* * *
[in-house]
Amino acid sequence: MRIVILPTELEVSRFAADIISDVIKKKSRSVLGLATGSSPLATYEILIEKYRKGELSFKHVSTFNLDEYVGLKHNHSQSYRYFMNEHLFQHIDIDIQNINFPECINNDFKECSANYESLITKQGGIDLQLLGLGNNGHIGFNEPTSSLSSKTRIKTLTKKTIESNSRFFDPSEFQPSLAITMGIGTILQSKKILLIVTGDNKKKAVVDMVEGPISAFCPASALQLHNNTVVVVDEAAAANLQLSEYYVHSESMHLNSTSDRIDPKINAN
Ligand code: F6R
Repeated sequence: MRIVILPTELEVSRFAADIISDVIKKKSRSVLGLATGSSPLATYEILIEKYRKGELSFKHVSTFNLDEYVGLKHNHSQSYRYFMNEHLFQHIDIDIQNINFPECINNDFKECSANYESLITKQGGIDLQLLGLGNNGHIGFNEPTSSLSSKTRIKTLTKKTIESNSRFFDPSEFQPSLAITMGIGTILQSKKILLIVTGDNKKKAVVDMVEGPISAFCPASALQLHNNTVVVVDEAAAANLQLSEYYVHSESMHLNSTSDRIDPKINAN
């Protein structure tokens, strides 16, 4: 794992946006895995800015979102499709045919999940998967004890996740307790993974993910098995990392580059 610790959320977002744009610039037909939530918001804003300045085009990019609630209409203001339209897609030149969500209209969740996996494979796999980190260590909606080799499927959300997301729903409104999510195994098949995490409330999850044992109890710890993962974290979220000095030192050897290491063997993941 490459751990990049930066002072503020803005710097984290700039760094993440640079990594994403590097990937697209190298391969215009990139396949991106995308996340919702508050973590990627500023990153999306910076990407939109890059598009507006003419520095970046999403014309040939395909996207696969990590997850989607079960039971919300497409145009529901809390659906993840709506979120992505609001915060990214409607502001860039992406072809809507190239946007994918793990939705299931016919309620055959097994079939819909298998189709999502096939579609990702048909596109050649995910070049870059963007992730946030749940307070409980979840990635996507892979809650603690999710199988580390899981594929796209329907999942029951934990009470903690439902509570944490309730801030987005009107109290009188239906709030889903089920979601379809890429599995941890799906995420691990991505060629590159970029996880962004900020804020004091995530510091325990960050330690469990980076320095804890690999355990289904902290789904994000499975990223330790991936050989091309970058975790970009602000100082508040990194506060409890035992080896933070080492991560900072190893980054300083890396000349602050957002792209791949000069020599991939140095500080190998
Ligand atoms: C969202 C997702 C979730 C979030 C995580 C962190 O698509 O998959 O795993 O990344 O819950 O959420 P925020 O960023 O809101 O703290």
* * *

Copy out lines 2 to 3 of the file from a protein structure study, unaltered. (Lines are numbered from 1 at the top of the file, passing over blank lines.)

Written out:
Amino acid sequence: MRIVILPTELEVSRFAADIISDVIKKKSRSVLGLATGSSPLATYEILIEKYRKGELSFKHVSTFNLDEYVGLKHNHSQSYRYFMNEHLFQHIDIDIQNINFPECINNDFKECSANYESLITKQGGIDLQLLGLGNNGHIGFNEPTSSLSSKTRIKTLTKKTIESNSRFFDPSEFQPSLAITMGIGTILQSKKILLIVTGDNKKKAVVDMVEGPISAFCPASALQLHNNTVVVVDEAAAANLQLSEYYVHSESMHLNSTSDRIDPKINAN
Ligand code: F6R